As much as it pains me to do so, I need the space and money more than I need all my 1990s Atari Jaguar stuff. I have eBay listings set up to sell my original (made in the USA by IBM) Atari Jaguar, the Jaguar CD unit, and all my games.
I even have a very rare add-on called a Catbox which provided all the various audio and video outputs as well as serial and the Jaguar network port. Mine was, I think, from the first run and was sent to me by the manufacturer as a thank you for some audio samples I contributed to a game they were working on. Fun times.
You can find my listings starting today at 6 p.m. PST here:
One of the all-time best ports of Donkey Kong on a 1980s home computer was a clone calledDonkey King (later renamed to The King). Although we didn’t know this until years later, it was authored by Chris Latham, who also created the first CoCo game to require 64K – The Sailor Man (a clone of Popeye).
Last week, the gang over at CoCoTalk(the weekly video chat/interview show) started a game contest where everyone is invited to try to set a high score on some CoCo game. The first game chosen was Donkey King, which is quite fitting since it’s one of the greatest CoCo games ever. Unlike most (all?) other versions of the day, it features all four levels as well as the intermissions (see the Donkey King link above for screen shots). It also plays amazing well and is as frustratingly difficult as the arcade game it was based on.
For those interested in trying it out, you can go to the JS Mocha CoCo Emulator webpage (the Java Script version of Mocha, which was original a Java CoCo emulator). It is one of the games available there.
You will find it in the second column. Just select it then click Load Bin. It uses the right joystick, I believe, so you can select “Dual Key R” from the Joystick config and that will map that to the keyboard – Arrow Keys and Space Bar (to jump).
If you want to hear the sound effects, you have to checkbox the “Sound” option in the lower right of this screen.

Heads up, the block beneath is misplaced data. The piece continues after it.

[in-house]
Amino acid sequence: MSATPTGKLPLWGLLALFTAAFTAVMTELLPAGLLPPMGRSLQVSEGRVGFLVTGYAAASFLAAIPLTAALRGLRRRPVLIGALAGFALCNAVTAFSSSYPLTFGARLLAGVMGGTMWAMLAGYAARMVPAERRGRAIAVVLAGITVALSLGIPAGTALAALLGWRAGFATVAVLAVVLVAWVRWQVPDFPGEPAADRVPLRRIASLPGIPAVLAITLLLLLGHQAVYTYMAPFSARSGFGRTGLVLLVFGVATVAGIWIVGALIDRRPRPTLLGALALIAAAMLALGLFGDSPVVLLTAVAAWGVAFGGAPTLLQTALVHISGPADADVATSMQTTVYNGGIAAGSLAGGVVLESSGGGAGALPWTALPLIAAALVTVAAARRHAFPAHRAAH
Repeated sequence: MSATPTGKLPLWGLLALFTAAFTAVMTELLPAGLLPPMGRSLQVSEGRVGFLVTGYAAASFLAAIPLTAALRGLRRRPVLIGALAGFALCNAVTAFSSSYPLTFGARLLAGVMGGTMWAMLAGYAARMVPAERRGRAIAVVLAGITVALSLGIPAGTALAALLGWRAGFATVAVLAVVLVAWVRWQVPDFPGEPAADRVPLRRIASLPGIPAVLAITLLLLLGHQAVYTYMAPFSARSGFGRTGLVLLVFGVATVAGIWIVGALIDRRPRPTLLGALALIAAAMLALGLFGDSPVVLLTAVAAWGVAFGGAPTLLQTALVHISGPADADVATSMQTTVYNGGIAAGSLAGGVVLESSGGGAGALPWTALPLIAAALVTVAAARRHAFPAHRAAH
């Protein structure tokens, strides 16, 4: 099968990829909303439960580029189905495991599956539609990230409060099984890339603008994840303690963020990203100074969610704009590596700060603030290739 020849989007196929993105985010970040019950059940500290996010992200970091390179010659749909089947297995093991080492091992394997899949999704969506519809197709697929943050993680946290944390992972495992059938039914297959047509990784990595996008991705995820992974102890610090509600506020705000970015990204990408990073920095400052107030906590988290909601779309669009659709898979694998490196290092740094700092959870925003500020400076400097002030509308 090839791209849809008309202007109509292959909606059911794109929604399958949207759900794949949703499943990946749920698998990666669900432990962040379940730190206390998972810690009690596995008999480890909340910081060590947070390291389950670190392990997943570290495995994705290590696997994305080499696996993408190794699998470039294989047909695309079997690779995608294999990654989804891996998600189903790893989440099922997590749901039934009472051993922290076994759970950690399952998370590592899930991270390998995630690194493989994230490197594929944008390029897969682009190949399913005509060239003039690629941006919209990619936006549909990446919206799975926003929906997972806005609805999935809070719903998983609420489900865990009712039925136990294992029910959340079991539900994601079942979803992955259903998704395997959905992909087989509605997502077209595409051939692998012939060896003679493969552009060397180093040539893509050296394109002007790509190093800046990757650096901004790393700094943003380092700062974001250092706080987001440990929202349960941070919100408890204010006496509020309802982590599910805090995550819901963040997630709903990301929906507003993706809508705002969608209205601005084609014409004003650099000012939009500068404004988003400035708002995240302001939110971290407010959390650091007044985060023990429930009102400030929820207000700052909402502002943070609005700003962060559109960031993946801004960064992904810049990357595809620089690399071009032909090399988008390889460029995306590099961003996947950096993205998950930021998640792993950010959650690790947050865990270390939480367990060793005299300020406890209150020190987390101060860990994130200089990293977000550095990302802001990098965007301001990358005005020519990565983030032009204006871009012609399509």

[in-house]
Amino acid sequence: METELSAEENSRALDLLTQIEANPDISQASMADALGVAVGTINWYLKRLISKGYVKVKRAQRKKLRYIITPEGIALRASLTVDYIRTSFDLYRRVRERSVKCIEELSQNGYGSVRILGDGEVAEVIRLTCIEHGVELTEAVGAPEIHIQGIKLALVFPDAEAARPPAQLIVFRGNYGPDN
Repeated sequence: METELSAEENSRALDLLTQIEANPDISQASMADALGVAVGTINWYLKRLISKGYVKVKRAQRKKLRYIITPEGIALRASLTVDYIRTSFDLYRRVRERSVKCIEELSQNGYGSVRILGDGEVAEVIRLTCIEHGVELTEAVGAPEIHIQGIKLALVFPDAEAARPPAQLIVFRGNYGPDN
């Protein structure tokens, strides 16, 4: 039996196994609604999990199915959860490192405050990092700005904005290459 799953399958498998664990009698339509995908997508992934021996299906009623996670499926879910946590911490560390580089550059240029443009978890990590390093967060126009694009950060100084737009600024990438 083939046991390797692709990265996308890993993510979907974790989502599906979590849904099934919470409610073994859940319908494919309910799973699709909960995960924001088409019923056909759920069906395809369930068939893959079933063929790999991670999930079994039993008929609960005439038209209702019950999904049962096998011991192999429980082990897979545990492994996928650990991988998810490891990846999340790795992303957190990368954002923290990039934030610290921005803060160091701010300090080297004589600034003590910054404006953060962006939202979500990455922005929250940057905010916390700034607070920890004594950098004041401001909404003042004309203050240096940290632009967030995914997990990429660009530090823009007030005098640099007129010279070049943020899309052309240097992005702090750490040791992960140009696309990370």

NOTE: I do not own an Arcade1Up, but I have a friend who has the Centipede version. I am posting this article to give some extra exposure to research he and others are doing on the trackball problems.
Arcade1Up is a 3/4-sized 80s arcade cabinet for home use. They have several units available, with most playing four classic arcade games (and one special edition with 12 games).
The Centipede unit has a vertical monitor and comes with Centipede, Missile Command, Millipede and Crystal Castle.
After first playing my friend’s unit, we both agreed that Centipede played very poorly. This led him to dig into the problem, and he found this Do-It-Yourself solution on YouTube:
The trackball is a rotary encoder where, as it spins, a little wheel turns and is either blocking or allowing light to flow through and be detected by a light sensor. The software counts the pulses and determines how far the wheel has spun. (Here’s the Arduino playground on them.)
The stock encoder wheel has 30 spokes, and this D-I-Y solution shows how to make one with 24. My friend decided to try it and designed one on his 3-D printer. After installation, Centipede does indeed play much, much better, and the other games seem to still play as well as they did before (they were mostly fine, so I can’t tell if there was any significant improvement without doing a side-by-side comparison with an unmodified cabinet).